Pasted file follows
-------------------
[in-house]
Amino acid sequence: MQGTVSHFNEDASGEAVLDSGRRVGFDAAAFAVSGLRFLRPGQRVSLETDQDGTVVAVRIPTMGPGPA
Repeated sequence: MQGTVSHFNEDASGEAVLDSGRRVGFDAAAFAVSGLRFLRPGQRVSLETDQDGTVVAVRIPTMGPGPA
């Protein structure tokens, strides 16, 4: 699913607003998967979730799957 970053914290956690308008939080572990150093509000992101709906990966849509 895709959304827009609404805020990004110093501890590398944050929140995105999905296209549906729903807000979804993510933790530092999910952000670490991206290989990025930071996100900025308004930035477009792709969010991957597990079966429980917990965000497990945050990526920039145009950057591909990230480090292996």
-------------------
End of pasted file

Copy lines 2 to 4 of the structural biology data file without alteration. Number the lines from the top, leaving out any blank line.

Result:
Amino acid sequence: MQGTVSHFNEDASGEAVLDSGRRVGFDAAAFAVSGLRFLRPGQRVSLETDQDGTVVAVRIPTMGPGPA
Repeated sequence: MQGTVSHFNEDASGEAVLDSGRRVGFDAAAFAVSGLRFLRPGQRVSLETDQDGTVVAVRIPTMGPGPA
């Protein structure tokens, strides 16, 4: 699913607003998967979730799957 970053914290956690308008939080572990150093509000992101709906990966849509 895709959304827009609404805020990004110093501890590398944050929140995105999905296209549906729903807000979804993510933790530092999910952000670490991206290989990025930071996100900025308004930035477009792709969010991957597990079966429980917990965000497990945050990526920039145009950057591909990230480090292996």